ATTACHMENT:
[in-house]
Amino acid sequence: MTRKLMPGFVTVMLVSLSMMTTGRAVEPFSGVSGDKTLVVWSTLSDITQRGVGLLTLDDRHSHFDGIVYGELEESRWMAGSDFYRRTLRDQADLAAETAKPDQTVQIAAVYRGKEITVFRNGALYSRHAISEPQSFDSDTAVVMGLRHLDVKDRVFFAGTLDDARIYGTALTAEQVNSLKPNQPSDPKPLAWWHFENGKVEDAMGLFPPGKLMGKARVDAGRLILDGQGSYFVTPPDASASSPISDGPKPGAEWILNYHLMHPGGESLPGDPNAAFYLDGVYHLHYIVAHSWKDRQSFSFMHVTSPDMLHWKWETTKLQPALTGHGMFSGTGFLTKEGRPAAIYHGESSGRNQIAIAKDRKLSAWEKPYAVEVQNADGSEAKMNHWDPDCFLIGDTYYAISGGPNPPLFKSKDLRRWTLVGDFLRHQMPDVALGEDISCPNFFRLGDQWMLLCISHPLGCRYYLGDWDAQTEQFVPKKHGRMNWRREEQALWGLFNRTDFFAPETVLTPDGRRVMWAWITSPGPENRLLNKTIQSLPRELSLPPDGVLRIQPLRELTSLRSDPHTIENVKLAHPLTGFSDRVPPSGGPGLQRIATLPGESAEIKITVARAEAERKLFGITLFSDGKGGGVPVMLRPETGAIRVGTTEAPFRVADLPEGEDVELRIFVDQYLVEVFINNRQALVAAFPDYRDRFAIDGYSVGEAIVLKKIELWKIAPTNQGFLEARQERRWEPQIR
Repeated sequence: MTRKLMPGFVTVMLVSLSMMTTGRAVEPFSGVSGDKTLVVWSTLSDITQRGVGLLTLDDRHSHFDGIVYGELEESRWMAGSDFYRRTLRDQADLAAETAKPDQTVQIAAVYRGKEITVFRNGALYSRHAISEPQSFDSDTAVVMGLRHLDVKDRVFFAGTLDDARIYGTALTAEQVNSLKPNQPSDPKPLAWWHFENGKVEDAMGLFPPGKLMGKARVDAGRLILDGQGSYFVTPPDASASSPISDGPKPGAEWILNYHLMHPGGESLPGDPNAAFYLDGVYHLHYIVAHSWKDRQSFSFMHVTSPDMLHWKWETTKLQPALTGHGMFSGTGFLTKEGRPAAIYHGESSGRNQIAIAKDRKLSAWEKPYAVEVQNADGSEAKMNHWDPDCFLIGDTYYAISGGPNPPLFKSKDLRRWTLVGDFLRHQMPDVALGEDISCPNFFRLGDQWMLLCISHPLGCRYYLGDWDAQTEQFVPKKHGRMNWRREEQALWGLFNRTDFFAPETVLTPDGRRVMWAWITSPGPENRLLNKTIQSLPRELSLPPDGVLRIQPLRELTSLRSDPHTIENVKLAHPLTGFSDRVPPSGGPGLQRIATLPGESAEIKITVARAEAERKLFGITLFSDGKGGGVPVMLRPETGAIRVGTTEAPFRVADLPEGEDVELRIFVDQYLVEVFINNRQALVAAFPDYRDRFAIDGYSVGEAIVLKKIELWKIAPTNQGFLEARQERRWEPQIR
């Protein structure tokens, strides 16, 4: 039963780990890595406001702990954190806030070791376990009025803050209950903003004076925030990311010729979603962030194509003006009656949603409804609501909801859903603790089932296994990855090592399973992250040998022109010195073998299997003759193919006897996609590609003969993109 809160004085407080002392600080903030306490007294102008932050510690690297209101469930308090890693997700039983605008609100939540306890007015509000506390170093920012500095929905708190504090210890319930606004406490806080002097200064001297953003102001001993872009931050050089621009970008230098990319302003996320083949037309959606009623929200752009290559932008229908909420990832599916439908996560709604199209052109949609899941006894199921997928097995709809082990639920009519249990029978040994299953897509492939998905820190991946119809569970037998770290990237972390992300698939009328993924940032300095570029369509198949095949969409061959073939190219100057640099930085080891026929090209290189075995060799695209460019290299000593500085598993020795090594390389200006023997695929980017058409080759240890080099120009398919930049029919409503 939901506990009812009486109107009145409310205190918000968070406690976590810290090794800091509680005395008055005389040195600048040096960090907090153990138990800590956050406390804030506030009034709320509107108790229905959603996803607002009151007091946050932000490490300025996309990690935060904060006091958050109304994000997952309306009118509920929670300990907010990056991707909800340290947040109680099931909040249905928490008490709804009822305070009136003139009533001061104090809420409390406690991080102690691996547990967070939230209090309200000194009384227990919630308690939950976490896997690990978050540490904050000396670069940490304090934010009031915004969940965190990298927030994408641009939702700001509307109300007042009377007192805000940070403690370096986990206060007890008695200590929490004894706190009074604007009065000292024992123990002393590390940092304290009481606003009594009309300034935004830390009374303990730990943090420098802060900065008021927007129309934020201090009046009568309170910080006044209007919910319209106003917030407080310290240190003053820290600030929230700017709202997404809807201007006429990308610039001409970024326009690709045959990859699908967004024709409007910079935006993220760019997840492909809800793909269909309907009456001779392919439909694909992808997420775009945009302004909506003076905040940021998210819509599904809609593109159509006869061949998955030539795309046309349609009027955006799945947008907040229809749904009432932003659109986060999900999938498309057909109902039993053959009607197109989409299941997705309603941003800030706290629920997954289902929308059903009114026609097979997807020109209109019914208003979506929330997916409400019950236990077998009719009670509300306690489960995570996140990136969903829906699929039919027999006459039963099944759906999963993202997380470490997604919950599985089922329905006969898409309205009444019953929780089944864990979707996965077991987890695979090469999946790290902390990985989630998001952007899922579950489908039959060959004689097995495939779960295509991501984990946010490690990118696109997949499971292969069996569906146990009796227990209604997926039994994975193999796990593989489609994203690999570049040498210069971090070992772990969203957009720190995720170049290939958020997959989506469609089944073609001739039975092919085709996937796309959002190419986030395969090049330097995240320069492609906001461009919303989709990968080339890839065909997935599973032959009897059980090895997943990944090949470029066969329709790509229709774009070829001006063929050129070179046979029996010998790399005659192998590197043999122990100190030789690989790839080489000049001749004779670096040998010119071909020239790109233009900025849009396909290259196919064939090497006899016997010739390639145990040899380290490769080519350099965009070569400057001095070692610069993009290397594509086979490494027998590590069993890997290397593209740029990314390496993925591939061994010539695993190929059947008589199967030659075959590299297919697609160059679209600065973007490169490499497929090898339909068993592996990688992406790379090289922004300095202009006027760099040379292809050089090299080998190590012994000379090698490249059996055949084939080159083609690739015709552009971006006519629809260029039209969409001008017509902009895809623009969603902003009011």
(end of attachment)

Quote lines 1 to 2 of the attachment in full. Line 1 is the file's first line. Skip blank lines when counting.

[in-house]
Amino acid sequence: MTRKLMPGFVTVMLVSLSMMTTGRAVEPFSGVSGDKTLVVWSTLSDITQRGVGLLTLDDRHSHFDGIVYGELEESRWMAGSDFYRRTLRDQADLAAETAKPDQTVQIAAVYRGKEITVFRNGALYSRHAISEPQSFDSDTAVVMGLRHLDVKDRVFFAGTLDDARIYGTALTAEQVNSLKPNQPSDPKPLAWWHFENGKVEDAMGLFPPGKLMGKARVDAGRLILDGQGSYFVTPPDASASSPISDGPKPGAEWILNYHLMHPGGESLPGDPNAAFYLDGVYHLHYIVAHSWKDRQSFSFMHVTSPDMLHWKWETTKLQPALTGHGMFSGTGFLTKEGRPAAIYHGESSGRNQIAIAKDRKLSAWEKPYAVEVQNADGSEAKMNHWDPDCFLIGDTYYAISGGPNPPLFKSKDLRRWTLVGDFLRHQMPDVALGEDISCPNFFRLGDQWMLLCISHPLGCRYYLGDWDAQTEQFVPKKHGRMNWRREEQALWGLFNRTDFFAPETVLTPDGRRVMWAWITSPGPENRLLNKTIQSLPRELSLPPDGVLRIQPLRELTSLRSDPHTIENVKLAHPLTGFSDRVPPSGGPGLQRIATLPGESAEIKITVARAEAERKLFGITLFSDGKGGGVPVMLRPETGAIRVGTTEAPFRVADLPEGEDVELRIFVDQYLVEVFINNRQALVAAFPDYRDRFAIDGYSVGEAIVLKKIELWKIAPTNQGFLEARQERRWEPQIR